Dear Tom and Ray:
Winter is coming, and I have two gallons of oil/gas mixture (40-to-1) for my weed whacker that I don't want to save for next year or try to dispose of. Is it safe to add this mixture to an almost-full tank of gas in my 2004 Honda Accord? I use 87 octane and live in Cleveland. Thanks! — Jeff
Ray: You live in Cleveland? You may want to just hang on to the gas-oil mixture and buy yourself a snow blower, Jeff.
Tom: Actually, it's fine to use it in your car. It's a relatively small amount of oil (1 part oil to 40 parts gasoline).
Ray: It won't harm the engine, the fuel-injection system or the catalytic converter.
Tom: It's not great for the environment, but, presumably, you would have burned it in your weed whacker anyway, so it's doing no more harm being burned by your car.
Ray: Most of my brother's cars burn more oil than that on their own, due to age and/or disrepair. In fact, some of them burn more oil than gas.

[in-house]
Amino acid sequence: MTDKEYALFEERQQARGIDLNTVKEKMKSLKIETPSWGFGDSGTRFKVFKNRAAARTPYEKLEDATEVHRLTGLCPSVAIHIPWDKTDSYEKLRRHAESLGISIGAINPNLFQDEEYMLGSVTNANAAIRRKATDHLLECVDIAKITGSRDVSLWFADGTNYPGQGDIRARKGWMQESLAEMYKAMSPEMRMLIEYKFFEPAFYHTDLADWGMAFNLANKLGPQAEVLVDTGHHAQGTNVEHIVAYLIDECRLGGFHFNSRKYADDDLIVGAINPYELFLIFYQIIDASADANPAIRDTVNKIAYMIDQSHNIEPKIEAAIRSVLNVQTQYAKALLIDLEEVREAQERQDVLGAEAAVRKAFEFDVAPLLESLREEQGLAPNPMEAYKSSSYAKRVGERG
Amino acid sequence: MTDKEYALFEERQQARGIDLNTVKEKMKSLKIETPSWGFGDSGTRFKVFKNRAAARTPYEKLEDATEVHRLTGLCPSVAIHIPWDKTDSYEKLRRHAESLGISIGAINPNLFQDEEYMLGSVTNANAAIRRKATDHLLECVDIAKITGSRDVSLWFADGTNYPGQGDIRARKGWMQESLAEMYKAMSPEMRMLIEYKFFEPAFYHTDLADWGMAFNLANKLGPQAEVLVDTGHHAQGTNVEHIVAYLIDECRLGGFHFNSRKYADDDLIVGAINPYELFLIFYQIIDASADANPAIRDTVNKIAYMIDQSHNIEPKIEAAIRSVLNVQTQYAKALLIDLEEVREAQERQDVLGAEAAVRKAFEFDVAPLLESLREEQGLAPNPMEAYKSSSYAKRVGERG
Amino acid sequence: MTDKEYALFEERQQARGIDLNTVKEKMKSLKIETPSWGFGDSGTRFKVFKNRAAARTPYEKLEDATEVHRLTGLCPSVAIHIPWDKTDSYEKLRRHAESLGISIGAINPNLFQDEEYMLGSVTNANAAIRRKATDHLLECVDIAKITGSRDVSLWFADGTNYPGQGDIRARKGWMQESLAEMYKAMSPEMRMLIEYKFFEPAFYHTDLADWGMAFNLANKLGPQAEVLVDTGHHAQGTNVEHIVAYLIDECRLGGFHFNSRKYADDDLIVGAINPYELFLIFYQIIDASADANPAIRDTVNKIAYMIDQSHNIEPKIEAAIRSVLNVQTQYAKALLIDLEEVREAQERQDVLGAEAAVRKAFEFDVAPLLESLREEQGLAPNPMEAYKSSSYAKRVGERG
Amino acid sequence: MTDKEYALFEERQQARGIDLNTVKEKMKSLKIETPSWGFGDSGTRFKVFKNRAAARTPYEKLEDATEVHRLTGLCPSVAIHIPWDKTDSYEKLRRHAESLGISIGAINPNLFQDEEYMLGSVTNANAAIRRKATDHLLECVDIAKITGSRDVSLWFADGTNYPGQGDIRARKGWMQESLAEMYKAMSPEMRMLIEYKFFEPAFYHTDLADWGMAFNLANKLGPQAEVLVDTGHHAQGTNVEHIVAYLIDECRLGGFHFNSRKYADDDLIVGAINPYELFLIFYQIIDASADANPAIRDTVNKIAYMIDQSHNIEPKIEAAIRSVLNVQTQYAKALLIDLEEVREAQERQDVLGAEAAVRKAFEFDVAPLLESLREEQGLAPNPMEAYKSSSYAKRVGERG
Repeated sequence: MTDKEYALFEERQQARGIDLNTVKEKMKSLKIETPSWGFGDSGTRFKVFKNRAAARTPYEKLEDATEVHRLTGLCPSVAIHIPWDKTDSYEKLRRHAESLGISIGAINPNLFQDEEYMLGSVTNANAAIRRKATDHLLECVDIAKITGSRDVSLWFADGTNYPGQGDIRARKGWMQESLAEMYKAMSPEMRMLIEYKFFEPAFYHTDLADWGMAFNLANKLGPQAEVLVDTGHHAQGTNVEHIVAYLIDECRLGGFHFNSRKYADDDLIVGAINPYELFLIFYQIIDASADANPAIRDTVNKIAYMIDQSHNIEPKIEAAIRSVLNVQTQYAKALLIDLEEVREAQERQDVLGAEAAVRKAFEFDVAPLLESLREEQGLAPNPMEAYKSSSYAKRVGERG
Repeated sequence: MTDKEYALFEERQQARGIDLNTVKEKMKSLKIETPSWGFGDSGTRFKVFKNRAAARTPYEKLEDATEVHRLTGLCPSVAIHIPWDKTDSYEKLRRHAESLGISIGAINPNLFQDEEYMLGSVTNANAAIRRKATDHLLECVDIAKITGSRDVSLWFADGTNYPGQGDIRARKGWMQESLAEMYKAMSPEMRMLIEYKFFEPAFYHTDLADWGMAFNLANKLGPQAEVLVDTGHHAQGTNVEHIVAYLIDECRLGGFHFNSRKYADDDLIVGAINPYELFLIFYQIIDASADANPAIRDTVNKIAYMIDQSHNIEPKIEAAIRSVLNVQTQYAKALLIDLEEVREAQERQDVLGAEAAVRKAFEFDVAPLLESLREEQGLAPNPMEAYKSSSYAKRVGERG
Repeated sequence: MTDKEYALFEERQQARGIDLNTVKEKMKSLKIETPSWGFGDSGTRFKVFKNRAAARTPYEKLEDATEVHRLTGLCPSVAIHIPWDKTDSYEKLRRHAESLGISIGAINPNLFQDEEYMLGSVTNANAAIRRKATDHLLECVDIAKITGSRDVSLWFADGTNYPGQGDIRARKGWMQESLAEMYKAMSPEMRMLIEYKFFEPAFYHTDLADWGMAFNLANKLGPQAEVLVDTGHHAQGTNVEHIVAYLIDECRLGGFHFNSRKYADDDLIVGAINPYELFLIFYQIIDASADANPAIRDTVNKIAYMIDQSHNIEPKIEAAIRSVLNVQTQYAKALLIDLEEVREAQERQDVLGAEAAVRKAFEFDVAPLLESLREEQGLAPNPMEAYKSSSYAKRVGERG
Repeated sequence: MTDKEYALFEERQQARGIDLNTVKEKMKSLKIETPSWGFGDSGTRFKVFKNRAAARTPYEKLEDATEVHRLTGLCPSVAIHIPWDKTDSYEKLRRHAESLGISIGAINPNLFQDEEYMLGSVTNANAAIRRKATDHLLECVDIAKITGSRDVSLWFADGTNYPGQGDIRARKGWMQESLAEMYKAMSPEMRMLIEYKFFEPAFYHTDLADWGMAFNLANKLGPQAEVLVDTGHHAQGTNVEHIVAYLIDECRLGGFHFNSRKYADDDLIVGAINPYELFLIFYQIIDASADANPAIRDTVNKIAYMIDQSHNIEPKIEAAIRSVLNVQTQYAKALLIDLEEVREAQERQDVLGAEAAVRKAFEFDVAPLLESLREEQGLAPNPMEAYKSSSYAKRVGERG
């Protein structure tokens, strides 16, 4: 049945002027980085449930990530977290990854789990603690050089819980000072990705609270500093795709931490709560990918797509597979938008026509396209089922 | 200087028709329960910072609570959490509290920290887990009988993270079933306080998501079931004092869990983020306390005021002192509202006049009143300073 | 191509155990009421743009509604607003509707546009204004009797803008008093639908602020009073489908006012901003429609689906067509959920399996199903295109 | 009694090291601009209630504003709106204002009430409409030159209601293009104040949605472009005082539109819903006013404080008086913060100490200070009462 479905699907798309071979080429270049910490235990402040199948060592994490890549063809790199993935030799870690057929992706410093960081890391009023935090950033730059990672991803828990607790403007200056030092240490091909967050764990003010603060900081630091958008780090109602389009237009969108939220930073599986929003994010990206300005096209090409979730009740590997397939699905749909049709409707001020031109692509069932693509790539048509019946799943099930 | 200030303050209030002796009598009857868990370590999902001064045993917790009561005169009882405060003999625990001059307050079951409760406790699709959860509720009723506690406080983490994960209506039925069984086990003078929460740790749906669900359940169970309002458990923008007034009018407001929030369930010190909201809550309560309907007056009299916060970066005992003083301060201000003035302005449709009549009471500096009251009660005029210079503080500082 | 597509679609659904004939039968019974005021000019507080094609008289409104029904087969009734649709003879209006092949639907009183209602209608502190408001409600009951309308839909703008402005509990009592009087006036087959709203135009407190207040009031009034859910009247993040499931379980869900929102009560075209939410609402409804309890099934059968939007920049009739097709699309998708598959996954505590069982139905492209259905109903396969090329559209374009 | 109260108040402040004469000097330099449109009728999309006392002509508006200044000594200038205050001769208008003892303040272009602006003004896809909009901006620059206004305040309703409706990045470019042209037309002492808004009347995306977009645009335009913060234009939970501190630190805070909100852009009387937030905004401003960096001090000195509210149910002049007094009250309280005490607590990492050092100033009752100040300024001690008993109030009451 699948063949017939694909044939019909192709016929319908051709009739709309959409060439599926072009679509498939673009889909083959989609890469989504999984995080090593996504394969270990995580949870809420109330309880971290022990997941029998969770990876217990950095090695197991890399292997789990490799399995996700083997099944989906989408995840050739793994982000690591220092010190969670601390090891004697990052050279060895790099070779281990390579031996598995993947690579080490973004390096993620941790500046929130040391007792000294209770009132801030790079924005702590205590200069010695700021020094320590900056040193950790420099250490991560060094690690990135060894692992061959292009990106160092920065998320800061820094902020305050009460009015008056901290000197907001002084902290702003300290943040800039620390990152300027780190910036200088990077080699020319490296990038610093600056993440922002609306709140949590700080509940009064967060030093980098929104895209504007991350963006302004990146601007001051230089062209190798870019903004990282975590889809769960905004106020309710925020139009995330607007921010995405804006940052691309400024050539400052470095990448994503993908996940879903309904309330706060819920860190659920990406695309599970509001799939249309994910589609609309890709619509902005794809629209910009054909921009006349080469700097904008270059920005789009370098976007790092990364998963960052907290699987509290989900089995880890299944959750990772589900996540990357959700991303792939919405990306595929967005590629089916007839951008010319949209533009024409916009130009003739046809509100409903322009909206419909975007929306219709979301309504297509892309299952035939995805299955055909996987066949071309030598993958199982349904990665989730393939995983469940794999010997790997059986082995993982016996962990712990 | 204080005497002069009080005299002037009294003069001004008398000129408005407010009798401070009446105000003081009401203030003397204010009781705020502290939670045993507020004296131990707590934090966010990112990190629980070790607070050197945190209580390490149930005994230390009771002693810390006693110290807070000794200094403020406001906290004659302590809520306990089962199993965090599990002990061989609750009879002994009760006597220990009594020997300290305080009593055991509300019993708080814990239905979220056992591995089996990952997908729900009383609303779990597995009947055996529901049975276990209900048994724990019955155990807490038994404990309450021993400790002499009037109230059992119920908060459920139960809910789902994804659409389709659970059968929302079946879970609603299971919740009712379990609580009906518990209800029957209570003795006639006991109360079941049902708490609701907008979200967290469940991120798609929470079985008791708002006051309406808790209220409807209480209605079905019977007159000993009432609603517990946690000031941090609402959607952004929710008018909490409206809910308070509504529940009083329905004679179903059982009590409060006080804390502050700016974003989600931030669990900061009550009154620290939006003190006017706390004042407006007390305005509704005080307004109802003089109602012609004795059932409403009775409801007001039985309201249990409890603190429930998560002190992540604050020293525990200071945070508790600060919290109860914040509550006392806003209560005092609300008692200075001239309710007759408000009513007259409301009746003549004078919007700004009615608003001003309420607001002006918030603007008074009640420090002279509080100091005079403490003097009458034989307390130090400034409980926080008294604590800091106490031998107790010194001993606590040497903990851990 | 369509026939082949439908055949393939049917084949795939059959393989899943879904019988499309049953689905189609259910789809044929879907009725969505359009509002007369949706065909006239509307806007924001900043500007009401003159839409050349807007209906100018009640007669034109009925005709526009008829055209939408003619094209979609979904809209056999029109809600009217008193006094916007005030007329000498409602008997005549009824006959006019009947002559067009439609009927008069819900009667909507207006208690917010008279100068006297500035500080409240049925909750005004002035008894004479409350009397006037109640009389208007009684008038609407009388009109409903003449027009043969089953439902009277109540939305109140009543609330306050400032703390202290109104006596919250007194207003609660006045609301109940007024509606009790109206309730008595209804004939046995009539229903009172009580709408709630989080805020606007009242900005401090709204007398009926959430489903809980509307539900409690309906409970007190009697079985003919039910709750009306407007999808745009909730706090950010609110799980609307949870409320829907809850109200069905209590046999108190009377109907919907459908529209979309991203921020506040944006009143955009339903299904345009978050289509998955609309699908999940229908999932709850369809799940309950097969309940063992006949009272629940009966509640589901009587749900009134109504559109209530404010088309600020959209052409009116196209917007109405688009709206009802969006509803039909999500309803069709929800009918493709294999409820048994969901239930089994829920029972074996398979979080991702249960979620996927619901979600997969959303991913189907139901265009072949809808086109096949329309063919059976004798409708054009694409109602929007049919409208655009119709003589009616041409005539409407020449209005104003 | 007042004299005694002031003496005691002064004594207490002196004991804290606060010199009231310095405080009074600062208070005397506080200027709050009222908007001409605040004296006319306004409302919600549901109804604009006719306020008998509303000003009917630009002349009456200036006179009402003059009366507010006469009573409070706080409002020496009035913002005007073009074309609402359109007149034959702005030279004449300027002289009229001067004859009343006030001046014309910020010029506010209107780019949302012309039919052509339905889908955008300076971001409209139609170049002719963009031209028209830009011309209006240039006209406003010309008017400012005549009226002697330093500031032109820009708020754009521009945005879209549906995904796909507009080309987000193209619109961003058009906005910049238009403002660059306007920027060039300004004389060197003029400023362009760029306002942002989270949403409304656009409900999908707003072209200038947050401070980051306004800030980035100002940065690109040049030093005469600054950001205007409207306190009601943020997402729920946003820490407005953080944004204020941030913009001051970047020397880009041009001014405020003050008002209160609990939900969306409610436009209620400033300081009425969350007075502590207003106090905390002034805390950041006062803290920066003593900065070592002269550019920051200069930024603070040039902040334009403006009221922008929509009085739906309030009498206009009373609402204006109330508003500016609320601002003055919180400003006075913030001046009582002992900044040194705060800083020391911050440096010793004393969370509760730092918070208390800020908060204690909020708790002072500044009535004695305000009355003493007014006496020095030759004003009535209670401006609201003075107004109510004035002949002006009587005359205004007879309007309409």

Tom: Keep in mind, you also can save the mixture for next year. Gasoline generally is good for at least a year, these days. You can make it last even longer by adding a small amount of gasoline stabilizer, like Sta-Bil.
Ray: And if you keep it, you also can use it in your lawnmower, your chainsaw, your portable generator or your deluxe gas-powered butt-scratcher, Jeff.
Tom: But if you do decide to power your Accord with this mix, I would do it over several tankfuls, rather than dumping the whole thing in at once. That'll minimize the concentration of oil and ensure that no harm is done.
(Car Talk is a nationally syndicated column by automotive experts (and brothers) Tom and Ray Magliozzi. Write to them at the Car Talk website.)